Leona Maguire falls just short of stunning European Masters win

World No 1 amateur makes a bogey on 18 to lose by one shot from America’s Beth Allen

World No 1 amateur Leona Maguire finished alone in second place at the ISPS HANDA Ladies European Masters at The Buckinghamshire Golf Club near London. Photograph: Tristan Jones/LET

World No 1 amateur Leona Maguire finished alone in second place at the ISPS HANDA Ladies European Masters at The Buckinghamshire Golf Club near London. Photograph: Tristan Jones/LET

 

Leona Maguire provided a glimpse into the future, as the world number one amateur fell agonisingly short of a sensational win over the professionals in the ISPS HANDA Ladies European Masters at The Buckinghamshire, outside London. The 20-year-old from Co Cavan finished runner-up, a shot shy of veteran American Beth Allen who claimed a breakthrough win on the tour.

Allen, a 34-year-old Californian, closed with a final round 67 for 276, 12 under par, to be “ecstatic”, as she put it, about finally tasting victory on the European circuit. But Maguire very nearly proved a spoilsport to Allen’s own fairytale as the Irish golfer – who has just completed her first year at Duke University where she was voted the top player on the US collegiate circuit and recipient of the Annika Sorenstam medal after a stellar season – was only deprived of a play-off by a final hole bogey.

As German Solheim Cup player Caroline Masson, who carried the 54-hole lead into the final round suffered with her putter and course management and fell away to a finishing 75, it was Allen and Maguire who emerged as the principal characters in the unfolding drama.

Having started the day four shots adrift, Maguire stood on the 18th tee as tied-leader with Allen who spent her time after finishing her round signing autographs and being photographed with spectators.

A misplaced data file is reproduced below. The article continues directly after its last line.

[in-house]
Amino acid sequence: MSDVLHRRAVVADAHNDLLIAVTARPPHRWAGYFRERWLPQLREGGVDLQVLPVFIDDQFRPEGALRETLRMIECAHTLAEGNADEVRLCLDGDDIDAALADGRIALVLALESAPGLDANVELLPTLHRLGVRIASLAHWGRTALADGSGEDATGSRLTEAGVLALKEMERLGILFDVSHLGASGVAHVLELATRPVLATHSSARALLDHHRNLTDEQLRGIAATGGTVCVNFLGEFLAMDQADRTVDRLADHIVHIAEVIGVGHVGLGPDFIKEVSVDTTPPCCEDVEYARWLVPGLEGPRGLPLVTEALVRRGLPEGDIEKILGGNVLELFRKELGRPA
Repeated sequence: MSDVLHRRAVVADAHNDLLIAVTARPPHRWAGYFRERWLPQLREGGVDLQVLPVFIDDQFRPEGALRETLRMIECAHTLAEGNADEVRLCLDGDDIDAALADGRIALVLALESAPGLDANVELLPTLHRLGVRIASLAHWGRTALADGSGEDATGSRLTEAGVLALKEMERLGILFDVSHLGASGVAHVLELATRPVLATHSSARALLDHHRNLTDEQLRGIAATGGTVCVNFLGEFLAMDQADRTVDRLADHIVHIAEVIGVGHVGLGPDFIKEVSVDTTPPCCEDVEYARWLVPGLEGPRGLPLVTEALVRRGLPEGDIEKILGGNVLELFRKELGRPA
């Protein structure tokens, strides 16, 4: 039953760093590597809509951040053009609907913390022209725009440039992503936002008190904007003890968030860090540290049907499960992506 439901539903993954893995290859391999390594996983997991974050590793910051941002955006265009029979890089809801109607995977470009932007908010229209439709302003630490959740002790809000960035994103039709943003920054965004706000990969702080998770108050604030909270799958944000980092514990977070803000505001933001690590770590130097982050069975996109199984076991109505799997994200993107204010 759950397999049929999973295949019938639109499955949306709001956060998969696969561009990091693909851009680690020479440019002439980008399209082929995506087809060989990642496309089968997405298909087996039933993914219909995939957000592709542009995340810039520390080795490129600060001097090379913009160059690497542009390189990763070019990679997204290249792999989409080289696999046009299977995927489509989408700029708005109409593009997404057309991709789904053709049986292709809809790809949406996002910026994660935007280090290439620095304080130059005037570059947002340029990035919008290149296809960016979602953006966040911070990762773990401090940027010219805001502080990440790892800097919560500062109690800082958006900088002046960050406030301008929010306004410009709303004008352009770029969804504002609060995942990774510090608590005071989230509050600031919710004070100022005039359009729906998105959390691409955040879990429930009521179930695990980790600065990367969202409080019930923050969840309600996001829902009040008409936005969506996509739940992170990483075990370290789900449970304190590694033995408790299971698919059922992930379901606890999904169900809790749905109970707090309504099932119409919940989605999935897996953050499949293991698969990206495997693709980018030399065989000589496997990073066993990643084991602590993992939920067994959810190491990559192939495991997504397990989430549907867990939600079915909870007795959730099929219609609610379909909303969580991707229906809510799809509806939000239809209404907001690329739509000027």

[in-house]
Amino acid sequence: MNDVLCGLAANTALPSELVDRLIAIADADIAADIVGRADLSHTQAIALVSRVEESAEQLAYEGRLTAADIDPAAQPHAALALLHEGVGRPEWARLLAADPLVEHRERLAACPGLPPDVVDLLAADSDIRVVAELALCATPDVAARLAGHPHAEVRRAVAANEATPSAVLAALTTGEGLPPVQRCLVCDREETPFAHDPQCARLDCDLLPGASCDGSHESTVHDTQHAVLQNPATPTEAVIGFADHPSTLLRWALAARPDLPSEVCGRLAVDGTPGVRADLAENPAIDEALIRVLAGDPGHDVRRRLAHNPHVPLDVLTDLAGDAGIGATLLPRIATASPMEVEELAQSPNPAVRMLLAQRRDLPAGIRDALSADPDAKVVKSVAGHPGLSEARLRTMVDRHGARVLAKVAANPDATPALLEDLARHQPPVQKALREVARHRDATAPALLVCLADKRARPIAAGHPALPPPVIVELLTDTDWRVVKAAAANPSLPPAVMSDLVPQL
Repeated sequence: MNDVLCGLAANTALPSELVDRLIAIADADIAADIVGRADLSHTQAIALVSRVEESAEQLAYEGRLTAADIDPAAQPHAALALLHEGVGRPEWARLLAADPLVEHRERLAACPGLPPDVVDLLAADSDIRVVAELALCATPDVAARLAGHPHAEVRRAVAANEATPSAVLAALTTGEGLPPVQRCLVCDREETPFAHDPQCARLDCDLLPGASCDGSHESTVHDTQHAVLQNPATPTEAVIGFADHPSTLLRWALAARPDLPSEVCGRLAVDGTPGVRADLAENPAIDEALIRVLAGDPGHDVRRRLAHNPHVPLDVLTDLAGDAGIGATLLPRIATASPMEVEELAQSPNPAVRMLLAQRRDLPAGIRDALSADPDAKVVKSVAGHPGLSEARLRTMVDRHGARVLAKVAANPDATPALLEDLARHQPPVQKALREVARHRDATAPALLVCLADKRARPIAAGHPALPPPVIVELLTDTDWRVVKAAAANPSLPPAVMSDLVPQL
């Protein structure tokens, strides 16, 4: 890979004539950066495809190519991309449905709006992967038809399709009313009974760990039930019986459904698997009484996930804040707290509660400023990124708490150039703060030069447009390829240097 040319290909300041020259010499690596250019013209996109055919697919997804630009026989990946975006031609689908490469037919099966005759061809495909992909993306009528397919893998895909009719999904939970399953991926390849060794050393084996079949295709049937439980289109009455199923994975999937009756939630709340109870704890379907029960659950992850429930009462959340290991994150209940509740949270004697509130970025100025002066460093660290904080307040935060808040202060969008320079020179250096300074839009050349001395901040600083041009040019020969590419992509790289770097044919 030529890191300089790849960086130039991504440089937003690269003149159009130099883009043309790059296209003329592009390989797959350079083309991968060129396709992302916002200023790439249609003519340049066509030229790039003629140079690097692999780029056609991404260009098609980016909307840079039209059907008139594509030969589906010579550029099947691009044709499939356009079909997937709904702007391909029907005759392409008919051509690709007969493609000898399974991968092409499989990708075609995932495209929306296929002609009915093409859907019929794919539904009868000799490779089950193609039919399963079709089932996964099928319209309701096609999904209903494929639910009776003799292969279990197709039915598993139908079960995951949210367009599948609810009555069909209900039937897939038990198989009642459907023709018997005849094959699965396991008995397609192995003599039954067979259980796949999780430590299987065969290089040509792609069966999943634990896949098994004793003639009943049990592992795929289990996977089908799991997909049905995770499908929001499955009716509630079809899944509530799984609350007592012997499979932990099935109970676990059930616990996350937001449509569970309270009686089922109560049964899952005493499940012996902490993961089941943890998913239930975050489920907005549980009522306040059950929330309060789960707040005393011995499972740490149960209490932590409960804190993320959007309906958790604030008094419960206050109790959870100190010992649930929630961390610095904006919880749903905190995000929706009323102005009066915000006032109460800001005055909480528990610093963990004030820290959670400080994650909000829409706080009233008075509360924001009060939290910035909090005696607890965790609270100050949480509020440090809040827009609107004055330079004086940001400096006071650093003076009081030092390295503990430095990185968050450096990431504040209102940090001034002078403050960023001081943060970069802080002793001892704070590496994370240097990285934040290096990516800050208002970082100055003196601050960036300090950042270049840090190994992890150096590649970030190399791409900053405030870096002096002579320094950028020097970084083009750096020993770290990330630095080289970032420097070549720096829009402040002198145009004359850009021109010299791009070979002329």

Maguire’s tee shot to the 177 yards Par 3 18th found a greenside bunker. “Sit, sit,” she encouraged the ball as it headed towards the green, only to kick on into the sand trap. She played out to 12 feet but the par-saving putt agonisingly missed and left her alone in second, although unable to pocket the second placed prize of over €50,000 which instead went to third placed Nontaya Srisawang of Thailand.

The club selection for the tee shot on the 18th provided some discussion between Maguire and her father, Declan, who was on her bag. “We didn’t really know where the wind was coming from. I thought it was downwind, dad thought it (hurting) was into the wind.

“It was probably the wrong club off the tee but I’m very proud of the way I played all day . . . I wasn’t that nervous (over the final tee shot), I hit a great shot, it was just the wrong club. I wanted to hit five, he wanted to hit four,” said Maguire.

Maguire, who has received an invite into the Evian Masters later this year – the fifth and final women’s Major of the professional season – got off to a flying start with birdies at two of her opening three holes and turned in 34 shots before rolling in a 12-footer for birdie on the 11th. After dropping a shot on the 13th for a second straight day, she responded with a birdie on the Par 5 14th where she reached the green in two and two-putted from 45 feet.

Then, on the 358 yards Par 4 17th, Maguire reached a greenside bunker with a huge drive and then got up and down to draw level on 12 under with Allen. That final hole bogey cost her the chance of a play-off but provided a hint of what lies ahead in her career.

“I was very proud of the way I played all day . . . I didn’t play at my best this week. There were glimpses of it (in the final round), so it’s definitely a huge confidence booster going into the rest of the season that I can play with the best out here.”

Allen, a popular figure on the European circuit who donated one of her kidneys to her sick brother, suffered heartbreak in this tournament in 2012 when she was passed out on the home run by Lydia Hall.

This time, she made no mistake; but the spotlight was as much on Maguire, who intends to complete her college education, before making a move into the professional ranks in three years time.

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